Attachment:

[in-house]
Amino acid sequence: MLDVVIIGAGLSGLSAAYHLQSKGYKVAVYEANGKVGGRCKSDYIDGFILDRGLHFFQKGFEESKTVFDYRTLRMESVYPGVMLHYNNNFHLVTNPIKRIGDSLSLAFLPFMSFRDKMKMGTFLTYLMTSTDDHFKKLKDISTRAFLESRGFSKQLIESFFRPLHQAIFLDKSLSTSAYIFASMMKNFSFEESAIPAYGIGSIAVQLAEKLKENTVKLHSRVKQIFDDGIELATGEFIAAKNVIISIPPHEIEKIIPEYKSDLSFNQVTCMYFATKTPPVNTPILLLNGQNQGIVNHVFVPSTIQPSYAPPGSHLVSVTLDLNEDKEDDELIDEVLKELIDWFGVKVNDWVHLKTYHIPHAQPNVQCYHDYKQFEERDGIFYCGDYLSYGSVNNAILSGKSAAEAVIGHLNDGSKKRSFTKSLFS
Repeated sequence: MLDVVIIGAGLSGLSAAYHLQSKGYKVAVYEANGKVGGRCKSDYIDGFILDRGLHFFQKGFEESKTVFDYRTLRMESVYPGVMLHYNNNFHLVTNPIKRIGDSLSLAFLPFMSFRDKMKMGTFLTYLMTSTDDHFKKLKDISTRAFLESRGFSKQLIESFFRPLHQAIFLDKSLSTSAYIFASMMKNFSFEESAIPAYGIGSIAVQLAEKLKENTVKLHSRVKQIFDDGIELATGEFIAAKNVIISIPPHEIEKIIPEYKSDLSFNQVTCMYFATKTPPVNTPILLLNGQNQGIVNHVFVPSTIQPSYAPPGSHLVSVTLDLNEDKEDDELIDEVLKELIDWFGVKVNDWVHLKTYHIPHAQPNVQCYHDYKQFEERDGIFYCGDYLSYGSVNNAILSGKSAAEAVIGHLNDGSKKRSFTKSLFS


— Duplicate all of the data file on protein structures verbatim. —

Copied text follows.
[in-house]
Amino acid sequence: MLDVVIIGAGLSGLSAAYHLQSKGYKVAVYEANGKVGGRCKSDYIDGFILDRGLHFFQKGFEESKTVFDYRTLRMESVYPGVMLHYNNNFHLVTNPIKRIGDSLSLAFLPFMSFRDKMKMGTFLTYLMTSTDDHFKKLKDISTRAFLESRGFSKQLIESFFRPLHQAIFLDKSLSTSAYIFASMMKNFSFEESAIPAYGIGSIAVQLAEKLKENTVKLHSRVKQIFDDGIELATGEFIAAKNVIISIPPHEIEKIIPEYKSDLSFNQVTCMYFATKTPPVNTPILLLNGQNQGIVNHVFVPSTIQPSYAPPGSHLVSVTLDLNEDKEDDELIDEVLKELIDWFGVKVNDWVHLKTYHIPHAQPNVQCYHDYKQFEERDGIFYCGDYLSYGSVNNAILSGKSAAEAVIGHLNDGSKKRSFTKSLFS
Repeated sequence: MLDVVIIGAGLSGLSAAYHLQSKGYKVAVYEANGKVGGRCKSDYIDGFILDRGLHFFQKGFEESKTVFDYRTLRMESVYPGVMLHYNNNFHLVTNPIKRIGDSLSLAFLPFMSFRDKMKMGTFLTYLMTSTDDHFKKLKDISTRAFLESRGFSKQLIESFFRPLHQAIFLDKSLSTSAYIFASMMKNFSFEESAIPAYGIGSIAVQLAEKLKENTVKLHSRVKQIFDDGIELATGEFIAAKNVIISIPPHEIEKIIPEYKSDLSFNQVTCMYFATKTPPVNTPILLLNGQNQGIVNHVFVPSTIQPSYAPPGSHLVSVTLDLNEDKEDDELIDEVLKELIDWFGVKVNDWVHLKTYHIPHAQPNVQCYHDYKQFEERDGIFYCGDYLSYGSVNNAILSGKSAAEAVIGHLNDGSKKRSFTKSLFS